The centre cabin includes a double berth, a large and a small locker and plenty of bookshelves. This was Tove's and my cabin. Up to the left in the left picture you see my two black cooling fans that pumped air from the cockpit into the cabin during hot nights. Simple but very effective.
The fore cabin sleeps 2 and also has a locker. This is where our children, Martin and Gustav had their headquarters. I used birch plywood everywhere and treated it with tint to make it more sun resistant.
The saloon includes a L-shaped sofa on one side and a smaller sofa and a locker on the other side. The saloon also includes a large table for 6 in the middle. The big sofa can be used as an extra berth but the small sofa is only 1.4 meters long. It can be used as a berth by a child.
The bathroom includes a large sink for washing, hot and cold fresh water as well as sea water from taps fed by electric pumps. The toilet is a Baby Blake. There was no holding tank installed.
The shower is thermostatically controlled and an electric bilge pump takes care of the graywater.
The U-saped galley includes 2 sinks, hot and cold fresh water and an extra tap with seawater. An Origo alcohol cooker with 2 burners on top and one burner in the owen. The entire cooker with owen is mounted on swinging taps and can be used while sailing.
Opposite to the galley was a large wet locker...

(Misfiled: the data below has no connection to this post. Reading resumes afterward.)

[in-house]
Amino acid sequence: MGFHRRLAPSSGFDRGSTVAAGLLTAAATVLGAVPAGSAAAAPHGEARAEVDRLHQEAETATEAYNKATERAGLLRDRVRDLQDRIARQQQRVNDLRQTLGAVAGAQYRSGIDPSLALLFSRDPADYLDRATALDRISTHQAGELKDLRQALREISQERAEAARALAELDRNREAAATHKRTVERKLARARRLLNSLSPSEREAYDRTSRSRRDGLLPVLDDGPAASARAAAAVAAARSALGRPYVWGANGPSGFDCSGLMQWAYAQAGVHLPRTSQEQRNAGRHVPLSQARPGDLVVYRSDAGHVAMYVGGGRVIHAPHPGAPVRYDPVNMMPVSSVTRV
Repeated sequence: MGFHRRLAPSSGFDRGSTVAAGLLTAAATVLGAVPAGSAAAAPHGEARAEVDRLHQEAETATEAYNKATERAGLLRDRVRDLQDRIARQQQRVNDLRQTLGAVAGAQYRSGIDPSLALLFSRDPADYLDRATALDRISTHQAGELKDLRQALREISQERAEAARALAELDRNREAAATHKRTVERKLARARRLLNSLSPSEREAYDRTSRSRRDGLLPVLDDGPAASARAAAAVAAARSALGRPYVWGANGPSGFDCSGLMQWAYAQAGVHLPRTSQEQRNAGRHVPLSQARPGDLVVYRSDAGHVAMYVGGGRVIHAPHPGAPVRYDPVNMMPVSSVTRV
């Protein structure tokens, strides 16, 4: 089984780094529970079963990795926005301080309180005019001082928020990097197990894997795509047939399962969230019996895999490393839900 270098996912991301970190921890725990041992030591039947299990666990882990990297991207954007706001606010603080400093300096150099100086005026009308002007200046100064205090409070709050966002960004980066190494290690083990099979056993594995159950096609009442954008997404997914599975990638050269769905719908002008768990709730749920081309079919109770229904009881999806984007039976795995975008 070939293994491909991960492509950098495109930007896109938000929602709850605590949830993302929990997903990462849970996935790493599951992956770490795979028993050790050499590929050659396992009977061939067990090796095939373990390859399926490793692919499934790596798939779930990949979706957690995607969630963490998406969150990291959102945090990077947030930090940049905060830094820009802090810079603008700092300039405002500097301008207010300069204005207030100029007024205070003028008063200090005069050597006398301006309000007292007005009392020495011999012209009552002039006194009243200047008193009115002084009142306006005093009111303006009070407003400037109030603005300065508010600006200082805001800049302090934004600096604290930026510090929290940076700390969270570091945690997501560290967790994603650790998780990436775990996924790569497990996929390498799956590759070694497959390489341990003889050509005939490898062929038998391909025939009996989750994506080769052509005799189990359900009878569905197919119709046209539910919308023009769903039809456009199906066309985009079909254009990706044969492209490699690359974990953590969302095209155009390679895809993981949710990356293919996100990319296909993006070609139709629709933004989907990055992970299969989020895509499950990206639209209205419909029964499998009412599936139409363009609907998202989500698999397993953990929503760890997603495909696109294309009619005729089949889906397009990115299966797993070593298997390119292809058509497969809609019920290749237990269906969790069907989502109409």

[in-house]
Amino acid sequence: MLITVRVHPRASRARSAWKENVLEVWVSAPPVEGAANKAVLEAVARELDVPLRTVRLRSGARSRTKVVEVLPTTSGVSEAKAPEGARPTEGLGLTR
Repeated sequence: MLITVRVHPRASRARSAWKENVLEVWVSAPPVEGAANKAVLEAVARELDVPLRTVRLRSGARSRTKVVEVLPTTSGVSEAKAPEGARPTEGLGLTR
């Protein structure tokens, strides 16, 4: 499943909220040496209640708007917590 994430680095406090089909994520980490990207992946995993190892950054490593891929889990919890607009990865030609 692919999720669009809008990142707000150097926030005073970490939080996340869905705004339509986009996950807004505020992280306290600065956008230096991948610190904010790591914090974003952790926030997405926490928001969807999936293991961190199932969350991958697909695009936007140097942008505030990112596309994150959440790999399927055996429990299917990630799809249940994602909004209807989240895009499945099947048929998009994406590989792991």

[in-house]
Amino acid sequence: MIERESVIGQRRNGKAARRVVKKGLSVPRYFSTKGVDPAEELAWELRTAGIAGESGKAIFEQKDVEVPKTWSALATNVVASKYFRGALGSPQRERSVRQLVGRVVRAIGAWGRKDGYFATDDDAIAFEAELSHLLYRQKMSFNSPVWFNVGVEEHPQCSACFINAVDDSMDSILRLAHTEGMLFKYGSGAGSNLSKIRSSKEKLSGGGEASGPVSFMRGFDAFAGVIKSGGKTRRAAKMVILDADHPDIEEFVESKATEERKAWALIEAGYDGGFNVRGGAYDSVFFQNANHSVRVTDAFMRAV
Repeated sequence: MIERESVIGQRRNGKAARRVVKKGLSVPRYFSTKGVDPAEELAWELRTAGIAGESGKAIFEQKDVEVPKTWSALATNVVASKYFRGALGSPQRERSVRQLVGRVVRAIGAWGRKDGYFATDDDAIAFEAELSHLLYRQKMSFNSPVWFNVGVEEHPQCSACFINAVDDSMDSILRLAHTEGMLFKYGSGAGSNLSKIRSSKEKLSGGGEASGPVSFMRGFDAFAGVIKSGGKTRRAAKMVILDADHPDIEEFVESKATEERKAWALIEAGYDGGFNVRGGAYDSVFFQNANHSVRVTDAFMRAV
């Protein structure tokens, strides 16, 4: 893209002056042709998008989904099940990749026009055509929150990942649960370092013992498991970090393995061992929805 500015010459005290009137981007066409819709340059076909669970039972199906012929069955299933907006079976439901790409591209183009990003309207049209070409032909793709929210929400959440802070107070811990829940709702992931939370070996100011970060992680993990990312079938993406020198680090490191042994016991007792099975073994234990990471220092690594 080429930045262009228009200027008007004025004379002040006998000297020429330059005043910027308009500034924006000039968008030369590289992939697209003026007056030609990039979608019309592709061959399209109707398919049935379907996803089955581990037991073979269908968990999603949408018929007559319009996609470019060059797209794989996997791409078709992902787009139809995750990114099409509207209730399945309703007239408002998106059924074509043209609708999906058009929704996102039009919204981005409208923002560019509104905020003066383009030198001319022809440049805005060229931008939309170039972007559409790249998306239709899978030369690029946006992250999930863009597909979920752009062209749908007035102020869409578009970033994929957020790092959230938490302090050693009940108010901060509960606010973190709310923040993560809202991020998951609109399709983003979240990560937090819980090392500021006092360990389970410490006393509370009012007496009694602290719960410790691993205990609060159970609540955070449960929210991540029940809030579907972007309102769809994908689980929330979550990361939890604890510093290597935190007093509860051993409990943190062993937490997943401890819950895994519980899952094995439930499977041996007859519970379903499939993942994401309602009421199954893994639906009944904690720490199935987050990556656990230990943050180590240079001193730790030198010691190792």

...and the navigation table with instruments etc. and a chair. Under the chair is a 25 litre cooling box with a Supercool 12 volt refrigerator.
In the cockpit I had a 150 millimeter Silva compass, a VDO electronic log and a VDO depth sounder. There was also a control panel for the autopilot (Autohelm 6000) and the Volvo Penta engine of course. When sails were set you could turn on the autopilot and move inside to the chair behind the navigation table keeping watch through the glass windows. I also had a remote control for the autopilot there, so I could alter the course quickly if that should be needed. The inside control panel that you see on the middle picture above includes various switches and fuses for instruments, lanterns, lights and pumps etc. On the left picture you can see the Nekon NAVTEX receiver with printer, connected to an active antenna on the rear pushpit. On the right picture above you see a white Marinex VHF station, you also see the control panel for the fridge and the control panel for the ICOM 706MK2 ham radio. The Marinex had its antenna integrated with the Windex in the top of the mast and the ICOM used one of the aft stays as antenna. In the mast top there is also an anchor lantern and a combined 3 color sailing lantern. An extra set of more powerful lanterns were mounted on the pulpit, mast and pushpit.